Soon, students at Monadnock Regional Middle/High School will reap more than knowledge.
The school will be unveiling its new FarmBot — a farming machine that automatically plants and cultivates crops, and is programmed using open source software.
The district purchased the bot with grant funding through Title VI, which provides funds for rural and low-income schools, according to Jeremy Rathbun, the district’s director of curriculum, instruction and assessment.
Students in Bill Parkman’s woods class, Ron Fabianski’s metals class and Paul Lucas’ robotics team have been working to assemble and program the FarmBot, Rathbun said, bringing together several different disciplines to learn from the machine.
“We decided that what it can do is educational, but how it does it is even more educational,” he said. “So, we’re building it from the ground up and they’re working their way through it and they’re learning how it all goes together and how it all works.”
And once the bot is up and running, it will be used for experiments in the school’s science program. Students might learn about sustainable farming practices and the life cycle of plants, experiment with different soil and light sources, or even grow produce for the school cafeteria, Rathbun said.
The school has also purchased a collection of heavy-duty bins that separate the robot’s farming bed into sections, which means students’ experiments can be rotated in and out of the FarmBot as needed.
It will be prominently displayed in the school’s Discovery Center across from the gymnasium, which will allow the community to see the FarmBot at work, Rathbun said.
“People are going to walk by and see a robot arm scanning over and planting or picking up weeds or watering with no one around. We think that’s going to be really cool,” Rathbun said. “We think that’s going to be really engaging to kids and probably spark some interest in different types of projects that we haven’t done before.”
The center was originally designed as a lab space for students to complete hands-on projects and experiments, Rathbun said, and the hope is that the machine will be the centerpiece of a new and improved version of that space.
Rathbun said that with funds from another federal grant, the school also hopes to purchase a laser cutter, a saltwater touch tank, and forensic lights and microscopes that would all be housed in the center alongside the FarmBot.
With the FarmBot and the Discovery Center, the idea is to create connections between the subjects students are learning and hands-on technology, Rathbun said.
And the ways that classes can collaborate across disciplines with the FarmBot and technology like it are endless, Rathbun said — but the first step is getting that technology into students’ hands.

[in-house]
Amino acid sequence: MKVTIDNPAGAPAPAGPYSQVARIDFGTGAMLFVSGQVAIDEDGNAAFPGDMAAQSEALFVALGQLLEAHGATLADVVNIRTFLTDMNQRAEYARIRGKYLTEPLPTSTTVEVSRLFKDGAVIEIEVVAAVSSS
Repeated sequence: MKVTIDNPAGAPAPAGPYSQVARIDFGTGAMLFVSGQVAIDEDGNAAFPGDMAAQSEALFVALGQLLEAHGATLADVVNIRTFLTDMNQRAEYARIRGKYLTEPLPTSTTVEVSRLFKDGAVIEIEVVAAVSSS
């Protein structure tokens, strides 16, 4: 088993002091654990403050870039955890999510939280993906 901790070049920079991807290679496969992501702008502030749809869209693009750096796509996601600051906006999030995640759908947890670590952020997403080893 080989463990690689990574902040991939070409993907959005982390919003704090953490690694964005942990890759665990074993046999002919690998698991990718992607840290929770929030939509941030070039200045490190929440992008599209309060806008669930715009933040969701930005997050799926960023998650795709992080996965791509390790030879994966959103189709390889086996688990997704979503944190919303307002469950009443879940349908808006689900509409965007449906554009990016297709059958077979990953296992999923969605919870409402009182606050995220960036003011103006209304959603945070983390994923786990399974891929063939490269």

“These are things that teachers have to see it first; they have to know that it’s real before they can plan for it,” Rathbun said. “And that’s the stage that we’re in — where we’re making it real.”
Nelson Elementary School was one of 86 schools in New Hampshire to receive a 2018 Blue Ribbon Award from New Hampshire Partners in Education. The honor recognizes the efforts of school volunteers and successful school volunteer programs in the Granite State.
Principal Ron Upton, kindergarten teacher Cindy Benner and school board Chairwoman Kelly French accepted the award at a ceremony in Concord in October.
“I am pleased that the NH Partners in Education committee chose Nelson Elementary School to receive this recognition,” Upton said. “The communities of Nelson and Sullivan support our school in so many ways on a regular basis. This particular award is a tribute to the volunteers and their many hours of service. Their work is appreciated and is making our school better each day!”
The South Meadow School Robotics Team received an award for project presentation at the N.H. FIRST LEGO League Championship Tournament in Windham on Dec. 2.
Using science, technology, engineering and math concepts, the students worked together to design, build and program a LEGO Mindstorms Robot. The team was judged for its research, core values and robot design, and its robot completed three rounds of tasks on the table-top playing field.
The members of the Peterborough middle school’s team are Owen Beaulieu, Wyatt Beaulieu, Maya Bennett, Sophia Clayton, Katherine Craig, Connor Stajduhar and Bryson Voice. Forty-eight teams competed at the tournament.